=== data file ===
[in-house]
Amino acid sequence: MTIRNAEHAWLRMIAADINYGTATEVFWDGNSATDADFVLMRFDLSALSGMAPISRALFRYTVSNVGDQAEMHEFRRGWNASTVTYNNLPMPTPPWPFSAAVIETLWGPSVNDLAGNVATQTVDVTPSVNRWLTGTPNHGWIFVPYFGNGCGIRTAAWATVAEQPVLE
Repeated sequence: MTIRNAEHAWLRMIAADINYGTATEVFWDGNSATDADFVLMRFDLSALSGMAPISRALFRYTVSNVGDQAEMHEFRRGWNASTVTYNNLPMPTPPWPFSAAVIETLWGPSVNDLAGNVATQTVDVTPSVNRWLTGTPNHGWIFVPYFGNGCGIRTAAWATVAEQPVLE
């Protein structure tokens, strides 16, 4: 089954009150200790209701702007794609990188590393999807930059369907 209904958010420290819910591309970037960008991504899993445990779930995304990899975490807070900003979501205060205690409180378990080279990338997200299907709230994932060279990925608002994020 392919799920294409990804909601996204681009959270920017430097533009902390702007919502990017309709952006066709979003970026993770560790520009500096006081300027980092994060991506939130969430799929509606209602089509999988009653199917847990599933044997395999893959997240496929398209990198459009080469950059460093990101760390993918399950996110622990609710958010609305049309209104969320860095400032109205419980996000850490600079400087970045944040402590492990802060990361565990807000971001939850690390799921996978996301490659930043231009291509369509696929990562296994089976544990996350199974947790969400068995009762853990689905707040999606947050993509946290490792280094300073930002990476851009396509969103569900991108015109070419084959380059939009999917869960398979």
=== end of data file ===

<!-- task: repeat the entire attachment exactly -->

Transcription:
[in-house]
Amino acid sequence: MTIRNAEHAWLRMIAADINYGTATEVFWDGNSATDADFVLMRFDLSALSGMAPISRALFRYTVSNVGDQAEMHEFRRGWNASTVTYNNLPMPTPPWPFSAAVIETLWGPSVNDLAGNVATQTVDVTPSVNRWLTGTPNHGWIFVPYFGNGCGIRTAAWATVAEQPVLE
Repeated sequence: MTIRNAEHAWLRMIAADINYGTATEVFWDGNSATDADFVLMRFDLSALSGMAPISRALFRYTVSNVGDQAEMHEFRRGWNASTVTYNNLPMPTPPWPFSAAVIETLWGPSVNDLAGNVATQTVDVTPSVNRWLTGTPNHGWIFVPYFGNGCGIRTAAWATVAEQPVLE
């Protein structure tokens, strides 16, 4: 089954009150200790209701702007794609990188590393999807930059369907 209904958010420290819910591309970037960008991504899993445990779930995304990899975490807070900003979501205060205690409180378990080279990338997200299907709230994932060279990925608002994020 392919799920294409990804909601996204681009959270920017430097533009902390702007919502990017309709952006066709979003970026993770560790520009500096006081300027980092994060991506939130969430799929509606209602089509999988009653199917847990599933044997395999893959997240496929398209990198459009080469950059460093990101760390993918399950996110622990609710958010609305049309209104969320860095400032109205419980996000850490600079400087970045944040402590492990802060990361565990807000971001939850690390799921996978996301490659930043231009291509369509696929990562296994089976544990996350199974947790969400068995009762853990689905707040999606947050993509946290490792280094300073930002990476851009396509969103569900991108015109070419084959380059939009999917869960398979």